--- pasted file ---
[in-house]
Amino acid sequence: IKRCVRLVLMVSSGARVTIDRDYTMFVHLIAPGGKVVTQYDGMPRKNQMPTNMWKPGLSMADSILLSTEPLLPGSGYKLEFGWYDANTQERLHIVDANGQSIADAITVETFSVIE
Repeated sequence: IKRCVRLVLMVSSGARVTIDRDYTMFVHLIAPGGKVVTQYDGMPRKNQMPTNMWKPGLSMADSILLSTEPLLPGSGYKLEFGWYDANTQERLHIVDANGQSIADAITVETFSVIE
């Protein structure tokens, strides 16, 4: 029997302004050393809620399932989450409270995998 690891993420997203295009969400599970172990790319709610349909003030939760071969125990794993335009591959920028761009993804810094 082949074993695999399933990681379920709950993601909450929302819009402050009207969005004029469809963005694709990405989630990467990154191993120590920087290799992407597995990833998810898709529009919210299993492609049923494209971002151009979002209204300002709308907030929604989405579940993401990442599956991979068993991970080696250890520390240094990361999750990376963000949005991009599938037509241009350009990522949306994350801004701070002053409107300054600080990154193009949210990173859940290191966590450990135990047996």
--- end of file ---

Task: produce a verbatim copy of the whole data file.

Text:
[in-house]
Amino acid sequence: IKRCVRLVLMVSSGARVTIDRDYTMFVHLIAPGGKVVTQYDGMPRKNQMPTNMWKPGLSMADSILLSTEPLLPGSGYKLEFGWYDANTQERLHIVDANGQSIADAITVETFSVIE
Repeated sequence: IKRCVRLVLMVSSGARVTIDRDYTMFVHLIAPGGKVVTQYDGMPRKNQMPTNMWKPGLSMADSILLSTEPLLPGSGYKLEFGWYDANTQERLHIVDANGQSIADAITVETFSVIE
């Protein structure tokens, strides 16, 4: 029997302004050393809620399932989450409270995998 690891993420997203295009969400599970172990790319709610349909003030939760071969125990794993335009591959920028761009993804810094 082949074993695999399933990681379920709950993601909450929302819009402050009207969005004029469809963005694709990405989630990467990154191993120590920087290799992407597995990833998810898709529009919210299993492609049923494209971002151009979002209204300002709308907030929604989405579940993401990442599956991979068993991970080696250890520390240094990361999750990376963000949005991009599938037509241009350009990522949306994350801004701070002053409107300054600080990154193009949210990173859940290191966590450990135990047996």